Are we experiencing how we actually feel about our partner, or what we wish we felt, or what someone else wishes us to feel?

This is something you can introspect about, and if you decide to confront the issue, you probably can get pretty good answers.

Sometimes others pressure us to feel certain ways, and sometimes we pressure ourselves.

Sometimes we pressure our partner, and sometimes our family pressures our partner or ourselves.

Talk to your partner. Figure it out.

Most of us can feel when someone is lying to us, including when we are lying to ourselves.

Look, if we are with a psychopathic or Machiavellian partner, they may pull the wool over our eyes.

But for the most part, these are things we can see in ourselves and in others.

2. Do the actions in the relationship match the words and the purported feelings?

It is just about impossible to know for sure how someone feels, but it’s not very hard to figure out how they act.

Just watch them!  Watch yourself!

Regardless of what your partner says or what you think your partner feels, is your partner treating you with love, respect, dignity, care, and compassion?

Is your partner there for you?

Do they put your needs first, or at least, put them at high priority?

Unless you have pulled some seriously thick wool over your eyes, these are things you can determine.

If they are not acting in a way that shows their love, how much does it really matter what they say or what you think they feel?

Relationships live through actions.

3. Is the relationship making you happy?

You know when you’re happy.

Are you?

Is the relationship fulfilling your needs?

Again, you may not know exactly how someone else feels about you, or how you feel about them, but you know when you are happy and when you are unhappy.

Ask yourself honestly: Is this relationship making you happy?

4. Is the relationship helping you to grow and flourish as a person?

Are you becoming a better person as a result of this relationship?

Are you becoming more like the person you want to be?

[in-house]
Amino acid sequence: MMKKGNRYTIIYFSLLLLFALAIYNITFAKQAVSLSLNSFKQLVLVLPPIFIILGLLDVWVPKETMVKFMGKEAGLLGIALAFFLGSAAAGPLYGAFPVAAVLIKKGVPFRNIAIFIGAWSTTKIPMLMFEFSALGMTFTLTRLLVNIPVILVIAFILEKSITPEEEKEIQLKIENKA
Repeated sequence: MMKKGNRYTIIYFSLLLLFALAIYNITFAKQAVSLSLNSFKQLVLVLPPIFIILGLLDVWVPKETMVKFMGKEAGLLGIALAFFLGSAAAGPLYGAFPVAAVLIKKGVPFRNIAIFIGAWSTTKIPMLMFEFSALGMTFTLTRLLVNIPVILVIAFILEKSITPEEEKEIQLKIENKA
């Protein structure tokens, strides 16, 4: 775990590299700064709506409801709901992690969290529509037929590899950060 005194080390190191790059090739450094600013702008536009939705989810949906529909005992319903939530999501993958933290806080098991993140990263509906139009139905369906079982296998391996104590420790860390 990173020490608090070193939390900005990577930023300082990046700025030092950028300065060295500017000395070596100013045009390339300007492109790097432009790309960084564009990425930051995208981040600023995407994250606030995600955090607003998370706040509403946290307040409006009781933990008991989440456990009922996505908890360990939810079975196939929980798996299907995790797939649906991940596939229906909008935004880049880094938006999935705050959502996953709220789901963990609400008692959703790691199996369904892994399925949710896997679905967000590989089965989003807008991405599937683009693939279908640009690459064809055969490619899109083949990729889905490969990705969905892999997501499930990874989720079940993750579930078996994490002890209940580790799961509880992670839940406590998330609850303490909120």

I remember being in a relationship in which, over time, I found myself becoming less and less who I wanted to be.

I knew it had to end; it did.

This is something you can know: Are you on a trajectory to a good place, or to a place you never thought you would go and never really wanted to go to in the first place?

5. Does the relationship add meaning to yourself?

None of us knows for sure the meaning of life.

According to The Hitchhiker’s Guide to the Galaxy, the meaning of life is “42,” but it’s hard to know what to do with that!

It’s not clear there is any predestined meaning to life.

The meaning is what you create for yourself, and one way you create meaning is through your relationships.

Do you feel that your intimate relationship is creating meaning for you?

If not, why not?

And is there anything you can do about it?

Once upon a time, and not so long ago, I was very concerned about how we can know how someone else really and truly feels about us.

I no longer am. It’s just not knowable.

All you can do is obsess over it.  If you want to ask questions about your relationship, ask important questions you can answer.

Try the five I’ve provided above as starters.

They will give you a good idea of whether your relationship is where it can and should be!

Sharing is caring!

Leave a Comment

Your email address will not be published. Required fields are marked *

Scroll to Top